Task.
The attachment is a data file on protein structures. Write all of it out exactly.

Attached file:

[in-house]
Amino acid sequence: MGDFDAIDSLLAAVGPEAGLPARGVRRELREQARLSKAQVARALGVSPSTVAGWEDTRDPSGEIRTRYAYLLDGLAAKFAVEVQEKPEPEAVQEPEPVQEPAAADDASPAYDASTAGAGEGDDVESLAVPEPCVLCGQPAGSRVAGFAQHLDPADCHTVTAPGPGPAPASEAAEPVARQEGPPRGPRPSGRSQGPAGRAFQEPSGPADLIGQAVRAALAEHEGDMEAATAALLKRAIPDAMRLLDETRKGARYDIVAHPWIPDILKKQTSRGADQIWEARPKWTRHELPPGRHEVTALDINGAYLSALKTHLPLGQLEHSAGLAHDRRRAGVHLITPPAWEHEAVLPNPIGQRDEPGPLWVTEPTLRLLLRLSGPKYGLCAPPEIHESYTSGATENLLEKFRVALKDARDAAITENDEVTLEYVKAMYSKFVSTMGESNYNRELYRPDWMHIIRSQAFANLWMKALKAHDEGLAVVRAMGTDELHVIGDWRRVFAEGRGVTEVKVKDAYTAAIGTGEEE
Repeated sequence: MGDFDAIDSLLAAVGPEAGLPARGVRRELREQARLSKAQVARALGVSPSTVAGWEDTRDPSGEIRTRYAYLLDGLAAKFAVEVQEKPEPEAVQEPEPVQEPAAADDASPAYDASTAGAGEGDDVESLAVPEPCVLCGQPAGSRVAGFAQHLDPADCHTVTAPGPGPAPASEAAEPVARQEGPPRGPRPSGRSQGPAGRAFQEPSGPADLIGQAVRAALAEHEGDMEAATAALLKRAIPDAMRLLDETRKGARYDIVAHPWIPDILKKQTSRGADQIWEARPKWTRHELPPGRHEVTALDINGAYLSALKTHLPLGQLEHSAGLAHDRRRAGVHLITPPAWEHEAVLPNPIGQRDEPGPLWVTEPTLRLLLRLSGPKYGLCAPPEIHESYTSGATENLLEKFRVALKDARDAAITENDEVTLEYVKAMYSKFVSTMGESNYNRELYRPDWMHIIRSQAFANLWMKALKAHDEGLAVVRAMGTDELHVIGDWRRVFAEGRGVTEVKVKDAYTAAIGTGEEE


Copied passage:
[in-house]
Amino acid sequence: MGDFDAIDSLLAAVGPEAGLPARGVRRELREQARLSKAQVARALGVSPSTVAGWEDTRDPSGEIRTRYAYLLDGLAAKFAVEVQEKPEPEAVQEPEPVQEPAAADDASPAYDASTAGAGEGDDVESLAVPEPCVLCGQPAGSRVAGFAQHLDPADCHTVTAPGPGPAPASEAAEPVARQEGPPRGPRPSGRSQGPAGRAFQEPSGPADLIGQAVRAALAEHEGDMEAATAALLKRAIPDAMRLLDETRKGARYDIVAHPWIPDILKKQTSRGADQIWEARPKWTRHELPPGRHEVTALDINGAYLSALKTHLPLGQLEHSAGLAHDRRRAGVHLITPPAWEHEAVLPNPIGQRDEPGPLWVTEPTLRLLLRLSGPKYGLCAPPEIHESYTSGATENLLEKFRVALKDARDAAITENDEVTLEYVKAMYSKFVSTMGESNYNRELYRPDWMHIIRSQAFANLWMKALKAHDEGLAVVRAMGTDELHVIGDWRRVFAEGRGVTEVKVKDAYTAAIGTGEEE
Repeated sequence: MGDFDAIDSLLAAVGPEAGLPARGVRRELREQARLSKAQVARALGVSPSTVAGWEDTRDPSGEIRTRYAYLLDGLAAKFAVEVQEKPEPEAVQEPEPVQEPAAADDASPAYDASTAGAGEGDDVESLAVPEPCVLCGQPAGSRVAGFAQHLDPADCHTVTAPGPGPAPASEAAEPVARQEGPPRGPRPSGRSQGPAGRAFQEPSGPADLIGQAVRAALAEHEGDMEAATAALLKRAIPDAMRLLDETRKGARYDIVAHPWIPDILKKQTSRGADQIWEARPKWTRHELPPGRHEVTALDINGAYLSALKTHLPLGQLEHSAGLAHDRRRAGVHLITPPAWEHEAVLPNPIGQRDEPGPLWVTEPTLRLLLRLSGPKYGLCAPPEIHESYTSGATENLLEKFRVALKDARDAAITENDEVTLEYVKAMYSKFVSTMGESNYNRELYRPDWMHIIRSQAFANLWMKALKAHDEGLAVVRAMGTDELHVIGDWRRVFAEGRGVTEVKVKDAYTAAIGTGEEE